From the Infectious Diseases Society of America An Old Disease in a New Form
TORONTO, Canada—Considered an “old” disease by many physicians, pertussis (commonly referred to as whooping cough) is making a comeback in the United States and is becoming a particular concern among older age-groups, several new studies presented at the Infectious Diseases Society of America annual meeting show.
These data include evidence that immunity diminishes in adolescence, suggesting that major efforts are needed to ensure that all adolescents and adults are re-immunized.
Studies presented showing the growing incidence of pertussis infection in Seattle, San Francisco, and Philadelphia were considered to be indicative of the pattern nationwide. Two of the studies showed that pertussis disproportion-ately affects minorities, particularly Hispanics. Although the incidence of pertussis has been rising for more than a decade, the problem has escalated dramatically in the past 5 years.
For example, the number of cases reported in the Seattle area jumped from 39 in 2001 to 280 in 2003, a >7-fold increase (Table). The largest increase was in those aged ≥20 years (11-fold) and in adolescents aged 10 to 19 (>5-fold). In 62% of cases involving an infant, a household member was a potential source of infection. Most of the sources were adolescents and adults.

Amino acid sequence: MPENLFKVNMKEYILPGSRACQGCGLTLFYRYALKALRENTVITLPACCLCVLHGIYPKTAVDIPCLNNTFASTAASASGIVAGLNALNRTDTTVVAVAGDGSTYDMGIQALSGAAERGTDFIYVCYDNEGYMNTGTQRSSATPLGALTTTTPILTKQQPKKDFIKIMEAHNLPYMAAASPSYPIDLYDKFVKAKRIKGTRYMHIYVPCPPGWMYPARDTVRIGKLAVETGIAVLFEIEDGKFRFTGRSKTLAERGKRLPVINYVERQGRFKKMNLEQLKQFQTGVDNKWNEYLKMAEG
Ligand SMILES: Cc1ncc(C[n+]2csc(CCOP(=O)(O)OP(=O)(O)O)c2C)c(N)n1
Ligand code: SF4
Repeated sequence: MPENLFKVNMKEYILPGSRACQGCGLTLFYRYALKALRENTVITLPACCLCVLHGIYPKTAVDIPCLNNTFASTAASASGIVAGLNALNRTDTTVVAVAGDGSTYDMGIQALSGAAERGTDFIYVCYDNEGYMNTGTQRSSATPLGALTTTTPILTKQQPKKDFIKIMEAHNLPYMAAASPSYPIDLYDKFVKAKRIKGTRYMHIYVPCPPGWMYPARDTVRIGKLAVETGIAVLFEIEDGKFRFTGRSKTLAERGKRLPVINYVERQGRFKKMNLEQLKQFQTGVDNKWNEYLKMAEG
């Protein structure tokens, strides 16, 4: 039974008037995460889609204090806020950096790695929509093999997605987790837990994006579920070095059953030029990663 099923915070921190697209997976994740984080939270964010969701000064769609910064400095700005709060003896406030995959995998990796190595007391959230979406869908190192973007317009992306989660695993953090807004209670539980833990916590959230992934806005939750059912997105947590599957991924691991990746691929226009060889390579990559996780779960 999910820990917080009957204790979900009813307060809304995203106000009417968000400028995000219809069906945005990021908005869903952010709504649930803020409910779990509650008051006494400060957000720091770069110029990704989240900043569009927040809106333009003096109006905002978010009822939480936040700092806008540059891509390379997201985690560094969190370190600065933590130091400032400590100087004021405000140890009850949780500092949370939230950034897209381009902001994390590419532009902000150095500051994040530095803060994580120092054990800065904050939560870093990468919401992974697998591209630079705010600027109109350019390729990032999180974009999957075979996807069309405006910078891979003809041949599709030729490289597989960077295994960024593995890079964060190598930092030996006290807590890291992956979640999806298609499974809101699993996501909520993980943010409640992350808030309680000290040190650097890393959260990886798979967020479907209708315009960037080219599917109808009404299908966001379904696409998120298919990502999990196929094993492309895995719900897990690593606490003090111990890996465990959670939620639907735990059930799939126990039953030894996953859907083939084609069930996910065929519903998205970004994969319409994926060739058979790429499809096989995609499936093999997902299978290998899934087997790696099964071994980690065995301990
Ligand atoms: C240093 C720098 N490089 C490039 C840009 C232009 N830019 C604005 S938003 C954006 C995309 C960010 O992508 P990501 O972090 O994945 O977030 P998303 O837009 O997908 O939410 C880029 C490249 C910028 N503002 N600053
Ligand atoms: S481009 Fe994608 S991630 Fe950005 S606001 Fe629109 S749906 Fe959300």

“The thought is that the adults who have waning immunity are having mild disease that is harder to pick up, and then they are passing it on to infants, who suffer severe complications,” lead investigator Christopher Czaja, MD, of the University of Washington, Seattle, told . “Pertussis can present as a milder cough illness in adults. Often adults don’t present with the classic symptoms, like whooping. So…physicians need to try to pick the disease up early to prevent transmission. There is also a new vaccine that is now available for adults and that should be used aggressively to prevent the disease.”
Approximately 10% to 12% of all pertussis cases in Western countries occur in persons aged >15 years, according to a recent study (. 2006; 130:1547-1553). Although in the United States most pertussis-related deaths involve infants, a substantial number of deaths are also being reported in older age-groups, this study demonstrates.
The rise in pertussis infection among adolescents is due, in part, to their increasing susceptibility at approximately 6 to 10 years after their childhood vaccination. Because of this, the FDA recently recommended booster shots for adolescents and adults that contain a combination of tetanus toxoid, reduced diphtheria toxoid, and acellular pertussis antigens.
Analysis of 160 infant pertussis cases reported in 3 San Francisco counties between 2000 and 2004 showed that 14% had pneumonia, and 77% were hospitalized. A source was identified in nearly half of these cases, and in 58% of them the source was a parent.